In December 2021, Israel announced the completion of the Gaza barrier. It is 40 miles (64 kilometers) long and cost an estimated $1.11 billion to build. The barrier features a sensor-equipped underground wall to prevent terrorists from digging tunnels into Israel. It also has a nearly 20-foot high above-ground fence with remotely controlled weapons systems and an array of radar systems with cameras that cover the entire territory of the Gaza Strip. In addition, a barrier at sea has sensors to detect incursions from the water.
“This barrier is part of the iron wall of our policy on defense, on the ground, in the air, at sea, and in general,” said Israeli army chief Lt. Gen. Aviv Kochavi.
The Egyptian Wall
It is often neglected that the blockade of Gaza would not be possible without Egypt, which also shares a border with the Hamas-controlled territory. Egypt has been working since October 2014 to establish a buffer zone along the border to prevent the infiltration of terrorists and smuggling. In October 2017, Egypt announced plans to extend the buffer zone from about 3,000 feet to nearly 5,000. Hundreds of homes were demolished to clear the area with no outcry from Palestinians or the international community.
On January 27, 2020, Egyptian security and military forces began building a new concrete wall on the Egyptian side of the border, with Gaza extending nearly 9 miles (14 kilometers) from the Karm Abu Salem commercial crossing to the Rafah crossing. The wall, due to be completed by mid-2020, will be nearly 20 feet high (6 meters) and 16 feet (5 meters) beneath the ground. It is in addition to a wall built by the Egyptian army after Palestinians stormed the border in early 2008.
Reportedly, Egypt has coordinated the project with Hamas within the framework of security arrangements aimed at preventing the infiltration of terrorists into the Sinai Peninsula, where ISIL and other Islamists have attacked Egyptian soldiers and oil pipelines. The underground portion of the wall is designed to prevent tunnels from being built from inside Gaza, which terrorists have used to infiltrate the Sinai, plant improvised explosive devices, and transport weapons and explosives.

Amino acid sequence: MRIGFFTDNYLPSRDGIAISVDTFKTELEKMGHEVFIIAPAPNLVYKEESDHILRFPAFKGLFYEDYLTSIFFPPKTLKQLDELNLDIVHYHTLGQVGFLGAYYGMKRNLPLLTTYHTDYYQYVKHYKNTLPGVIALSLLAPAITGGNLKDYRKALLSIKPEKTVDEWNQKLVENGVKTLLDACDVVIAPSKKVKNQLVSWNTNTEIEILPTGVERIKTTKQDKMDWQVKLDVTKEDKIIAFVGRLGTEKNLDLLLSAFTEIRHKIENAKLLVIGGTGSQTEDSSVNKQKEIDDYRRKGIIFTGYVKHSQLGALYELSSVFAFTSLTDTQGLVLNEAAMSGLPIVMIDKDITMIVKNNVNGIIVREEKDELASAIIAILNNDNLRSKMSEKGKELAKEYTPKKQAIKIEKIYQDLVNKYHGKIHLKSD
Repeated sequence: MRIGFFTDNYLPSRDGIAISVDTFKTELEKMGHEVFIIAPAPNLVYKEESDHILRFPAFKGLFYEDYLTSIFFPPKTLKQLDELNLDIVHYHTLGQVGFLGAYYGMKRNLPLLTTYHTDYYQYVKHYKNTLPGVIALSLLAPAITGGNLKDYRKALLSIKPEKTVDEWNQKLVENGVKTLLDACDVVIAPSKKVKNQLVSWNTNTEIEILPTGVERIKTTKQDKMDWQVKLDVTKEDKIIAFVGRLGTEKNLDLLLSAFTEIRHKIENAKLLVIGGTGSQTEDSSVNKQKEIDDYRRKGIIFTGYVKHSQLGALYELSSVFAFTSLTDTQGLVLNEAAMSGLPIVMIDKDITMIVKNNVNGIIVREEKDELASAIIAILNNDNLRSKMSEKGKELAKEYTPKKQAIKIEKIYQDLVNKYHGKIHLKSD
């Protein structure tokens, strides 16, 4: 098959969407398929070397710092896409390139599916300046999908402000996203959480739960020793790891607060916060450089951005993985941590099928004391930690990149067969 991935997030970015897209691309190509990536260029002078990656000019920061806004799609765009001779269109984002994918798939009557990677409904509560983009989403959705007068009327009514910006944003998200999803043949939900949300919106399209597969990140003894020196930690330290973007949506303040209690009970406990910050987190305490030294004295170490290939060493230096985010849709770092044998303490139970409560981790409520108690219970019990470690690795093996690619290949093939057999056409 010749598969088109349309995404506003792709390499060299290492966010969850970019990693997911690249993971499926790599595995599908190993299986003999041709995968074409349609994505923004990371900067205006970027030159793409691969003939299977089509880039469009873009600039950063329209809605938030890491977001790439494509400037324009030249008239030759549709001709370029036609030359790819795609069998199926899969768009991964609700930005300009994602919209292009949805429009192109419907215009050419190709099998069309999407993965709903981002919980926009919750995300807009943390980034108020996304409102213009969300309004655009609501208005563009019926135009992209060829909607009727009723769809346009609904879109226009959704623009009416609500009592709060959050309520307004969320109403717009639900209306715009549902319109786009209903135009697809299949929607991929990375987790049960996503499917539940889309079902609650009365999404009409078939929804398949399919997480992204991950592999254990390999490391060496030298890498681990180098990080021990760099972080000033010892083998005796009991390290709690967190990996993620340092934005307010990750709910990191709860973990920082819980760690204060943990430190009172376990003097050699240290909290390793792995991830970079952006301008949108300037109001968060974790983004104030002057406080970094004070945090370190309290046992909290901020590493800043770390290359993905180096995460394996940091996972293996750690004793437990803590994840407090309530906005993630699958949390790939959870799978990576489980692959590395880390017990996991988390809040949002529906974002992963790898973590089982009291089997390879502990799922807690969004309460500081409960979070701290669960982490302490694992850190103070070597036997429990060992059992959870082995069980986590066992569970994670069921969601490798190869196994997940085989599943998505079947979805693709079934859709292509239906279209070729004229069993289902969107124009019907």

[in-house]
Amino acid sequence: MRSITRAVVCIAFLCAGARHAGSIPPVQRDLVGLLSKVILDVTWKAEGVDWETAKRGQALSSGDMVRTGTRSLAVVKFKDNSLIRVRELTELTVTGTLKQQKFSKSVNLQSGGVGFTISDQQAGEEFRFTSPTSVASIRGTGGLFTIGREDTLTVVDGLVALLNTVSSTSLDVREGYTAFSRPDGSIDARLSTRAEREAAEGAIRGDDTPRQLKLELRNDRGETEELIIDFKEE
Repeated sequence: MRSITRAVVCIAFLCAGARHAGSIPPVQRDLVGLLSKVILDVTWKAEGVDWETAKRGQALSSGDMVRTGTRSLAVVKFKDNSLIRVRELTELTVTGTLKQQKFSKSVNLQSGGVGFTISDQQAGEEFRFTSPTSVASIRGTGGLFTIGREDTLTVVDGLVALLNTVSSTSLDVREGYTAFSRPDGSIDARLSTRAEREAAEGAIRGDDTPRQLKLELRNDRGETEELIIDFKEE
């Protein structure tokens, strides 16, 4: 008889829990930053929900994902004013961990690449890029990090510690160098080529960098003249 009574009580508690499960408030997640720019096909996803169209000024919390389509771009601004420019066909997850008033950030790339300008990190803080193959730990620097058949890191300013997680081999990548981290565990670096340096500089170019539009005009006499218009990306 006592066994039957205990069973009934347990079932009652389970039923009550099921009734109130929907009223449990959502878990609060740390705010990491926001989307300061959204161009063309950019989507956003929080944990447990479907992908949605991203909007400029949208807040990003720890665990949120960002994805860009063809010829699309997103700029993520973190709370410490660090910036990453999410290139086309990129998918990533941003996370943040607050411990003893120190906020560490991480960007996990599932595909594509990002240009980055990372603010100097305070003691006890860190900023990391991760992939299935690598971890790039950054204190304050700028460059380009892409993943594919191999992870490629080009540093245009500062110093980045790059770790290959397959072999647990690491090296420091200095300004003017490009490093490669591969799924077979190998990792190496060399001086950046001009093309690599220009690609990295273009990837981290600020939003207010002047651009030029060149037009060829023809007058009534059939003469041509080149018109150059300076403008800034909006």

Previously, the Egyptian army destroyed hundreds of tunnels into Egypt dug by Palestinians, which were used for smuggling, drug trafficking, and moving people in and out of Gaza. Egypt also created a nearly mile-long buffer zone along the border.
The Lebanon Border Wall
To thwart possible Hezbollah infiltrations through the border with Lebanon, it was announced in April 2015 that the IDF had begun constructing a 7-mile-long land berm (earth barrier) on the Northern border. The IDF is “executing a significant engineering endeavor, creating obstacles in the terrain so as to use it for our defense,” according to IDF Colonel Alon Mendes.
As fears of a future conflict have grown, Israel decided to build an 80-mile (129-kilometer) security barrier along the border with Lebanon. Lebanese officials have called the plan an “aggression,” however, the entire project was planned and is being implemented in close consultation between Israel and UNIFIL, which, in turn, informs the Lebanese army.
The barrier is needed to protect civilians from Hezbollah attacks, but the project has raised tensions with Lebanon, which fears the fence will encroach on its territory. Israel says the entire barrier is being constructed in Israeli territory, and UNIFIL agrees. Spokesman Andrea Tenenti said everything has been built south of the Blue Line (the border recognized by the UN) and away from sensitive areas.
As of September 2018, seven miles of the barrier had been built. After an almost two-year hiatus, Israel resumed construction in May 2022.
Most of the barrier is a concrete wall topped by steel mesh, sensors, and surveillance cameras. Steel fencing is used in areas where the wall cannot be constructed. The project is expected to cost $450 million and take two years to complete.
Maj. Tomer Gilad, Israel’s liaison officer with UNIFIL, said there are monthly meetings with the Lebanese military and UN officials. Construction has proceeded “very calmly with the participation on all sides to maintain the stability,” Gilad said. “We expect UNIFIL and the Lebanese Armed Force to maintain stability over here throughout this construction because this construction is a stabilizing measure.”